Sefer Chofetz Chaim chapter 8 halachos 2-4

Who can you not speak lashon hara about:

Halacha 2: You can’t speak lashon hara about men or women even your wife because it says, “Don’t be a tale bearer amongst your nation” your wife and all other wives are still part of “your nation”. There is another proof that you cannot say lashon hara about your wife unless there is a productive reason because there is a prohibition of motzi shem ra, if the newly wed husband claims his wife isn’t a virgin so only deserves 100 and not 200 for the kesuba then if he is right that ok but if he is wrong because he can’t prove it then the Torah finds him for saying lashon hara about his wife. The Chofetz Chaim goes on to say that it was unfortunately prevalent in his day that many people spoke lashon hara about their wives or in laws in front of their brothers and father’s house which he said is absolutely forbidden unless there is some constructive purpose.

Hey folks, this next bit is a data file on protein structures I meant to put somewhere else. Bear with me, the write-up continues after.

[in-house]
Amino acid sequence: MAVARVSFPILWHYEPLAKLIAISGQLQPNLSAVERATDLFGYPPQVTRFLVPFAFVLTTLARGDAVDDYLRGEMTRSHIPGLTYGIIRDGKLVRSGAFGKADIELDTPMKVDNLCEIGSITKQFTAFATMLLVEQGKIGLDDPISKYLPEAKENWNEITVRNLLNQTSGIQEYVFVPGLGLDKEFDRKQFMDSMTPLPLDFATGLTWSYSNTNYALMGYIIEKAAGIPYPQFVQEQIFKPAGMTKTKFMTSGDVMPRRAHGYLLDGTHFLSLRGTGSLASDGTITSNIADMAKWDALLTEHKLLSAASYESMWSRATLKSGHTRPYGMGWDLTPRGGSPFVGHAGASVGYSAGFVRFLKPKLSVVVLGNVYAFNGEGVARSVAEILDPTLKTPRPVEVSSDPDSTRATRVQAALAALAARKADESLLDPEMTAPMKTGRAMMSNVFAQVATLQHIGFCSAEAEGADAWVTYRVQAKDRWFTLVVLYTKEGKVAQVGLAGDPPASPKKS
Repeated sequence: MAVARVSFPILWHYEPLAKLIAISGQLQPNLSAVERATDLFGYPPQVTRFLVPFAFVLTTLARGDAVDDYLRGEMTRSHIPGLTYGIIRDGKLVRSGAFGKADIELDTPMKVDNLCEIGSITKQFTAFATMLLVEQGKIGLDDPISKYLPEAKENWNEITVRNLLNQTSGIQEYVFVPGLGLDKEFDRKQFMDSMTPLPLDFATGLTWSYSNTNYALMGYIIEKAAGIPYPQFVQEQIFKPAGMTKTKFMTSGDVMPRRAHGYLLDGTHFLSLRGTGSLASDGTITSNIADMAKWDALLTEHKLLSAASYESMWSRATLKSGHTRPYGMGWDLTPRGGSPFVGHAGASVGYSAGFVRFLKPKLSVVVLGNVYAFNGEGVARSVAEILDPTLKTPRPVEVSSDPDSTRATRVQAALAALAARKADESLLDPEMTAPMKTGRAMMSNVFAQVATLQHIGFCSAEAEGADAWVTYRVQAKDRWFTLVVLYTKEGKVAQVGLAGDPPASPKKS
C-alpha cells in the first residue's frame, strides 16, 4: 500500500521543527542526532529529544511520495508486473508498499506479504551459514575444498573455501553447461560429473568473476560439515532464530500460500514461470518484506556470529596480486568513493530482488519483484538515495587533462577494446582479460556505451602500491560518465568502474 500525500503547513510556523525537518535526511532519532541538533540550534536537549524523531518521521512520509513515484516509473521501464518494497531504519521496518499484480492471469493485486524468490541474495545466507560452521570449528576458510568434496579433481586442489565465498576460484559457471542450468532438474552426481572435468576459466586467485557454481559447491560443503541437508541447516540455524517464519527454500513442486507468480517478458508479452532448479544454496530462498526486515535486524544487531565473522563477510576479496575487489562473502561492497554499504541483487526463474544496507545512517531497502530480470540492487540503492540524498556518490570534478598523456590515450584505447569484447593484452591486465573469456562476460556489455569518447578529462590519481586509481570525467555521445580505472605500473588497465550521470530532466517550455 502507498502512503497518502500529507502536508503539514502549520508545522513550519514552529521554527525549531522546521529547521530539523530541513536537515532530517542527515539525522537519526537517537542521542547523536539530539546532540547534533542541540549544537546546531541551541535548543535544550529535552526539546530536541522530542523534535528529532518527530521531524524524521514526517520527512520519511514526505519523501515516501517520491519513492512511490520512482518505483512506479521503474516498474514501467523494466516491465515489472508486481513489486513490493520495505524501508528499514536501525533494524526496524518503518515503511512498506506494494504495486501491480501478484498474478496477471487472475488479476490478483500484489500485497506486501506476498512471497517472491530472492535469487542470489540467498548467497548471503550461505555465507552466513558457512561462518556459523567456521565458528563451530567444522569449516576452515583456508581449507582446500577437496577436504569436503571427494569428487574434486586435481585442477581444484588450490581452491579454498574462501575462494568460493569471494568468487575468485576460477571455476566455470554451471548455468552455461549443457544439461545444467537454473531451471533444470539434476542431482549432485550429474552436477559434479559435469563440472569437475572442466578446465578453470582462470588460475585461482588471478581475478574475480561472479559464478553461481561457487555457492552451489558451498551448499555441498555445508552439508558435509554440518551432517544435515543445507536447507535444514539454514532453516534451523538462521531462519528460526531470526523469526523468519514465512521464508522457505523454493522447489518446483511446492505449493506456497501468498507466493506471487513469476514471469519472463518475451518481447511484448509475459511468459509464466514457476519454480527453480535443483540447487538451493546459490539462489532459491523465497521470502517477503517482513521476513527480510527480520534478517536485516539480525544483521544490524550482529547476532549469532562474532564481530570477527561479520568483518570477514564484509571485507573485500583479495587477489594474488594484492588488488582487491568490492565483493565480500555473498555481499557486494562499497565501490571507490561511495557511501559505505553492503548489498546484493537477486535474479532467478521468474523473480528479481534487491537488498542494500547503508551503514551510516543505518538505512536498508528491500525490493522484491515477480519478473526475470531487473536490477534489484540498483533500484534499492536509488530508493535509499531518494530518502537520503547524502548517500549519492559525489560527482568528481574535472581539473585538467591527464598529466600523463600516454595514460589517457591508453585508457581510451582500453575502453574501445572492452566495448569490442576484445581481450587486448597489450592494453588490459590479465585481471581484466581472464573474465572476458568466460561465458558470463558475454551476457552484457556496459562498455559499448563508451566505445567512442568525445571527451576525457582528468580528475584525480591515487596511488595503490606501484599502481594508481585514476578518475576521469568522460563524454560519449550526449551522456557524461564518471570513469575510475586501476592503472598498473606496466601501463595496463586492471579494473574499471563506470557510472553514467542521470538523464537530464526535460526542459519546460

Halacha 3: sometimes it is forbidden to talk lashon hara about children. For example if the are orphans and speaking out against them might cause physical or emotional harm, for example there foster parents will kick them out of the house or orphans have more sensitive feelings but if they need to be taught a lesson then you can tell on them so that they will be reprimanded but only if you know they won’t be too severely punished. The Chofetz Chaim does say that even though the example he gives is of an orphan child that is the most prevalent of issues with lashon hara about children but if any physical, monetary, or emotional harm would happen to any child then lashon hara shouldn’t be spoken. What he means is that, for example, if a child was caught coloring on the wall most people will just laugh it off, he’s a child, he doesn’t know better he just has to be taught not to do it, he’ll grow up one day. That is why many times there is not an issue of lashon hara with children. If an adult would do such a thing that would be a crime called graffiti. Of course as was said if harm is done by saying the lashon hara of course it should not be said and now a days we have to be cognizant of the fact that emotional stability is very fragile. My Rosh Yeshiva zt”l, Rav Henoch Leibowitz use to say that back in the early 1900s Americans were like cobwebs now a days we are like tissue paper. Halacha 4: If a person is an on ha’aretz, a simpleton, not learned, he is still Jewish and one cannot speak lashon hara about him but certainly if he is a rabbi or sage it is even worse because one must show more respect to the sage, respect to the learned is respect to the Torah but even worse if lashon hara was spoken about the rabbi then people who ask him questions or go to his shiurim might stop and that will cause them to make up their own observance of Torah and ultimately a new religion because they feel they can’t trust there Rabbi who is learned.